Splinter hemorrhages are essentially small spots of blood caused due to bleeding under the nails. The nail bed, or the skin under the tough surface of the nail, has a number of small blood capillaries running through it.
When they burst a tiny bleeding point comes up, which becomes visible through the nail plate. They are referred to as splinter hemorrhages as they are subungual, linear, dark streaks visible on the nail i.e., like splinters under the nail.
There is no physical pain or discomfort associated with the hemorrhages unless it has been caused by a physical trauma such as a bang to the fingernail. Usually they will grow out along with the nail and within three or four months the hemorrhage lines are no longer seen.
If they do not disappear and are formed without any injury to the fingernails, there may be another cause for the splinter hemorrhages. In case they begin to appear on more than one nail for no apparent reason, it would be a good idea to identify the cause.
Hemorrhaging can take place due to a physical injury to the nail bed, which the individual may have sustained. These bleeding points will usually vanish on their own as the effect of the physical trauma heals.
It takes a few months for the completely healthy nail to regrow. Sometimes splinter hemorrhages are seen on the nail when there is no history of physical injury. This may be a symptom for another underlying disorder.
The two most common causes of splinter hemorrhages are bacterial endocarditis and scleroderma. In bacterial endocarditis, an infection is present in the endocardium (the inner lining of the heart).
This happens when bacteria or other pathogens move from the mouth into the bloodstream and eventually reach the heart. It can cause damage to the heart valves and, if left unchecked, may even become life threatening.
Scleroderma is an autoimmune rheumatic disorder. Since the skin hardens in the disease, diagnosis may need both a rheumatologist and a dermatologist to conduct specialized tests.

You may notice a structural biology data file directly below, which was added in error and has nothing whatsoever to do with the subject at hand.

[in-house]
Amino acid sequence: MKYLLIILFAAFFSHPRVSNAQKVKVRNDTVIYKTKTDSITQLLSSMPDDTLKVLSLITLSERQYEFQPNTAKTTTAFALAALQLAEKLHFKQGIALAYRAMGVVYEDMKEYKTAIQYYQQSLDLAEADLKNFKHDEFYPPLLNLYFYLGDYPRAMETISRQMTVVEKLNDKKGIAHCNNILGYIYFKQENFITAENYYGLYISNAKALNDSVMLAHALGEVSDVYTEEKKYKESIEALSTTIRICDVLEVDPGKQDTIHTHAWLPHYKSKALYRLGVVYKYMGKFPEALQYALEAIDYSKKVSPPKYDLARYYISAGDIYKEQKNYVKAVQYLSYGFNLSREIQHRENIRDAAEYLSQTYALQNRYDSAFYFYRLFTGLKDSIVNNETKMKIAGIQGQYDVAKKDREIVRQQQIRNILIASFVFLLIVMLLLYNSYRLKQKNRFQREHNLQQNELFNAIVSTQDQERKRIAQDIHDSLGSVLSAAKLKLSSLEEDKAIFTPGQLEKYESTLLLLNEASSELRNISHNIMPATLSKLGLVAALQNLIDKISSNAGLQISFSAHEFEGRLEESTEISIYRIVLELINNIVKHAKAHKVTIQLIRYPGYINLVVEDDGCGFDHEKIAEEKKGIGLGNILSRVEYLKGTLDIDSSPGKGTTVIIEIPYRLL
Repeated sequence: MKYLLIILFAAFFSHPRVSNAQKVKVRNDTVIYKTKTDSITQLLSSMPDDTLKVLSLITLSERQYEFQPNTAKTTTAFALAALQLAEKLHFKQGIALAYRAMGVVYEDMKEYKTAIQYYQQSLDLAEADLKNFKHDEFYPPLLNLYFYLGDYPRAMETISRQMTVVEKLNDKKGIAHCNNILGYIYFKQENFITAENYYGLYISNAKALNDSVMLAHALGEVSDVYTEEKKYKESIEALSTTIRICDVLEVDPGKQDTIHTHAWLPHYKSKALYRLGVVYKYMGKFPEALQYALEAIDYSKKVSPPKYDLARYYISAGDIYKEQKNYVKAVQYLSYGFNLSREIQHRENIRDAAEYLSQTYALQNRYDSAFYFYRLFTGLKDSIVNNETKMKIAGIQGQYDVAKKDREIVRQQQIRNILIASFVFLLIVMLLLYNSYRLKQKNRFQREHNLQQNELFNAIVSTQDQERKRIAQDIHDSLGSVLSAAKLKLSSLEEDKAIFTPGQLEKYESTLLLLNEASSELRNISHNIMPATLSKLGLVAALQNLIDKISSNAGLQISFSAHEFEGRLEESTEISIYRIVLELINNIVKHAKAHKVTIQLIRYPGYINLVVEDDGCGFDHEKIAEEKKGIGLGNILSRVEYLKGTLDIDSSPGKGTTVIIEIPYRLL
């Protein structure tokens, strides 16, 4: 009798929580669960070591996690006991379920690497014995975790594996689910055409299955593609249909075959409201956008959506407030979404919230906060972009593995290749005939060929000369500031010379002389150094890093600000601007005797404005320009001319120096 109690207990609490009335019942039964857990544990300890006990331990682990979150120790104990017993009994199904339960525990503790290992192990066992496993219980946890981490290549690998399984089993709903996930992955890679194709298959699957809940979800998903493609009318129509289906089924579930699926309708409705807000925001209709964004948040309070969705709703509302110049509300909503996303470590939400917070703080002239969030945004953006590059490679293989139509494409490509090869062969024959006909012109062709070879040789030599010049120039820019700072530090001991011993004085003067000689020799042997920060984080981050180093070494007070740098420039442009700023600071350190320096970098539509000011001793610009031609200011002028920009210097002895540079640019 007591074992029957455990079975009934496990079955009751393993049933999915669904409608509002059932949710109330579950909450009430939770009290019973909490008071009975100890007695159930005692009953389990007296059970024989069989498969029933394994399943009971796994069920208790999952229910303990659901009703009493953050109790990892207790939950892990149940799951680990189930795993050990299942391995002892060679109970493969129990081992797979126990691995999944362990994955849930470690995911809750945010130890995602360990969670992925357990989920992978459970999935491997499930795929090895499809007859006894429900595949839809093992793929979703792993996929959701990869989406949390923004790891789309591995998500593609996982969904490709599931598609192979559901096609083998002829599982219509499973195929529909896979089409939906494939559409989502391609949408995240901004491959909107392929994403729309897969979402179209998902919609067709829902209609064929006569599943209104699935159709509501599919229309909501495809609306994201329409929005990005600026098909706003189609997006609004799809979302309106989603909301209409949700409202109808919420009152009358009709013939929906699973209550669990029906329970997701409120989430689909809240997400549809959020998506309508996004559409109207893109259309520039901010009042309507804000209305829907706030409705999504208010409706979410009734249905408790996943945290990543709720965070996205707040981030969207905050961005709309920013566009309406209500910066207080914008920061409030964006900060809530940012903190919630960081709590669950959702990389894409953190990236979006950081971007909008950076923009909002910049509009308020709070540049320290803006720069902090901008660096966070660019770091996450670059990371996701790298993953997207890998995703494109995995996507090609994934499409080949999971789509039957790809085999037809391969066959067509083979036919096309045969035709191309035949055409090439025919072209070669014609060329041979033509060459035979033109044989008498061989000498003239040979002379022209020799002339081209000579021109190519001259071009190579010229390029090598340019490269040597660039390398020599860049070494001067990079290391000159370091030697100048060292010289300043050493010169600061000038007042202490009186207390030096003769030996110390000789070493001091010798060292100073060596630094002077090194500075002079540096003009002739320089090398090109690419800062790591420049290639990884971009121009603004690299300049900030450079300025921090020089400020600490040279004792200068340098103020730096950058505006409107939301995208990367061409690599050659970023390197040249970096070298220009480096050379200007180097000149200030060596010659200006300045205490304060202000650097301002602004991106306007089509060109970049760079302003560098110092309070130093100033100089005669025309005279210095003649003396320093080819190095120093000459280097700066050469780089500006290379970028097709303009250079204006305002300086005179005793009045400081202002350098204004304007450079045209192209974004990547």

As it is similar to other autoimmune diseases, diagnosis can be complicated. This chronic connective tissue disease can range from being life threatening to extremely mild depending on the organs it affects.
Other systemic causes for splinter hemorrhages may include rheumatoid arthritis, internal malignancy, mitral stenosis and systemic lupus erythematosus, antiphospholipid syndrome, peptic ulcer disease, malignancies, oral contraceptive use, pregnancy, and psoriasis.
This is an indicative, and not an exhaustive, list of conditions which may cause minor bleeding of the nail bed.
In some individuals the splinter hemorrhage lines show up without any known cause – such cases are called idiopathic.
In others, the individual may be already on some medication for another disorder and the drugs may predispose them to splinter hemorrhaging.
A qualified health care professional will need to make the actual diagnosis for the underlying cause.
Since the obvious physical injury is already known to the individual, it is the easiest to be diagnosed.
However for the other diseases there will be a battery of specialized tests that the individual will need to undergo to isolate the actual reason that splinter hemorrhaging is taking place.
These tests could include routine blood examination, blood cultures, complete blood count, erythrocyte sedimentation rates, x-rays of the chest region, electro cardiograms, echo cardiograms, etc. as prescribed by the attending health care professional.
The tests will hope to isolate the true disorder leading to splinter hemorrhages on the fingernails.
Resolution of splinter hemorrhage caused by physical trauma usually occurs without treatment within a couple of months. The body’s ability to regenerate itself is remarkable in such cases.
Provided there is no systemic disease, the splinter hemorrhages will disappear on their own. However if they have not disappeared after about three months, visiting a health care professional is recommended to identify the cause.
Once the investigative tests have revealed the underlying disorder responsible for the splinter hemorrhages, treatment will begin. As the underlying disorder is cured, the bleeding of the nail bed clears up automatically.
The treatment of bacterial endocarditis usually entails medication and possibly surgery to repair the heart valves if necessary.
There is no specific treatment for scleroderma, but various ways to manage it will be shared by the health care professional.
Topical ointments are usually prescribed to avoid secondary infections from setting in. As for the rest of the diseases which may cause splinter hemorrhaging, the treatment will be carried out as appropriate.
It is important to know that bleeding of the nail bed may also occur for no particular reason in some individuals. This does not automatically make it a symptom of a larger problem.